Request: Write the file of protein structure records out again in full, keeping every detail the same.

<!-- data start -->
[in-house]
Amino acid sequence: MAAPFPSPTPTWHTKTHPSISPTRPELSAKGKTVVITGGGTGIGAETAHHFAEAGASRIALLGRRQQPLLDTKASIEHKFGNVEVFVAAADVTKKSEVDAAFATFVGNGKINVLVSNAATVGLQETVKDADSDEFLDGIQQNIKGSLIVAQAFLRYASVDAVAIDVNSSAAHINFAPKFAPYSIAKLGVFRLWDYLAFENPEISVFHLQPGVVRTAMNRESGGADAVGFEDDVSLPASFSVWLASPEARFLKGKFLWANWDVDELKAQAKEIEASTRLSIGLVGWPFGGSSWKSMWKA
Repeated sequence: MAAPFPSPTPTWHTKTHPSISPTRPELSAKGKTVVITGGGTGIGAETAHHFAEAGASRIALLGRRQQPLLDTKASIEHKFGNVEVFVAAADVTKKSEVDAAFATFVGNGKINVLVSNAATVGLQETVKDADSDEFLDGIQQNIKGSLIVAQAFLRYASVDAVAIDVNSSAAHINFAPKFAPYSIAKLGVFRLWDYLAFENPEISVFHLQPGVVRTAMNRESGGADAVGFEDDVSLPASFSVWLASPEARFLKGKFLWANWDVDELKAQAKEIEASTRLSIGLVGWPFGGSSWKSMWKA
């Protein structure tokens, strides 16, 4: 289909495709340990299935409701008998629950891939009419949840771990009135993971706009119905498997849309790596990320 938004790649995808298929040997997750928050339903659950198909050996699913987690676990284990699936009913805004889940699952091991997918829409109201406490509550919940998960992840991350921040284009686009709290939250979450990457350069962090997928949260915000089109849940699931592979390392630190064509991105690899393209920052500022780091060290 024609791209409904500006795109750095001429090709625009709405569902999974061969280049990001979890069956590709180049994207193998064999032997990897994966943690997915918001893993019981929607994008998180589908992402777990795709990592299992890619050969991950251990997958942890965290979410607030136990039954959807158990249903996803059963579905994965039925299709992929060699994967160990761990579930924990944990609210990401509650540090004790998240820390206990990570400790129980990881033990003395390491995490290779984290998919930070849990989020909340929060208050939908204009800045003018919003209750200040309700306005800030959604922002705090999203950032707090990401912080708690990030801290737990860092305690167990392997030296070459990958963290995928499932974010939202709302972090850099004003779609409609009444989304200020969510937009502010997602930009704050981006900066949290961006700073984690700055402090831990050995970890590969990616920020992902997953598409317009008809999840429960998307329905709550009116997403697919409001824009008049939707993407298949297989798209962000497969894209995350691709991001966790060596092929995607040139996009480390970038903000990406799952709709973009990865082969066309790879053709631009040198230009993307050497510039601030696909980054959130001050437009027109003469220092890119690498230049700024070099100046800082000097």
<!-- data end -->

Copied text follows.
[in-house]
Amino acid sequence: MAAPFPSPTPTWHTKTHPSISPTRPELSAKGKTVVITGGGTGIGAETAHHFAEAGASRIALLGRRQQPLLDTKASIEHKFGNVEVFVAAADVTKKSEVDAAFATFVGNGKINVLVSNAATVGLQETVKDADSDEFLDGIQQNIKGSLIVAQAFLRYASVDAVAIDVNSSAAHINFAPKFAPYSIAKLGVFRLWDYLAFENPEISVFHLQPGVVRTAMNRESGGADAVGFEDDVSLPASFSVWLASPEARFLKGKFLWANWDVDELKAQAKEIEASTRLSIGLVGWPFGGSSWKSMWKA
Repeated sequence: MAAPFPSPTPTWHTKTHPSISPTRPELSAKGKTVVITGGGTGIGAETAHHFAEAGASRIALLGRRQQPLLDTKASIEHKFGNVEVFVAAADVTKKSEVDAAFATFVGNGKINVLVSNAATVGLQETVKDADSDEFLDGIQQNIKGSLIVAQAFLRYASVDAVAIDVNSSAAHINFAPKFAPYSIAKLGVFRLWDYLAFENPEISVFHLQPGVVRTAMNRESGGADAVGFEDDVSLPASFSVWLASPEARFLKGKFLWANWDVDELKAQAKEIEASTRLSIGLVGWPFGGSSWKSMWKA
């Protein structure tokens, strides 16, 4: 289909495709340990299935409701008998629950891939009419949840771990009135993971706009119905498997849309790596990320 938004790649995808298929040997997750928050339903659950198909050996699913987690676990284990699936009913805004889940699952091991997918829409109201406490509550919940998960992840991350921040284009686009709290939250979450990457350069962090997928949260915000089109849940699931592979390392630190064509991105690899393209920052500022780091060290 024609791209409904500006795109750095001429090709625009709405569902999974061969280049990001979890069956590709180049994207193998064999032997990897994966943690997915918001893993019981929607994008998180589908992402777990795709990592299992890619050969991950251990997958942890965290979410607030136990039954959807158990249903996803059963579905994965039925299709992929060699994967160990761990579930924990944990609210990401509650540090004790998240820390206990990570400790129980990881033990003395390491995490290779984290998919930070849990989020909340929060208050939908204009800045003018919003209750200040309700306005800030959604922002705090999203950032707090990401912080708690990030801290737990860092305690167990392997030296070459990958963290995928499932974010939202709302972090850099004003779609409609009444989304200020969510937009502010997602930009704050981006900066949290961006700073984690700055402090831990050995970890590969990616920020992902997953598409317009008809999840429960998307329905709550009116997403697919409001824009008049939707993407298949297989798209962000497969894209995350691709991001966790060596092929995607040139996009480390970038903000990406799952709709973009990865082969066309790879053709631009040198230009993307050497510039601030696909980054959130001050437009027109003469220092890119690498230049700024070099100046800082000097």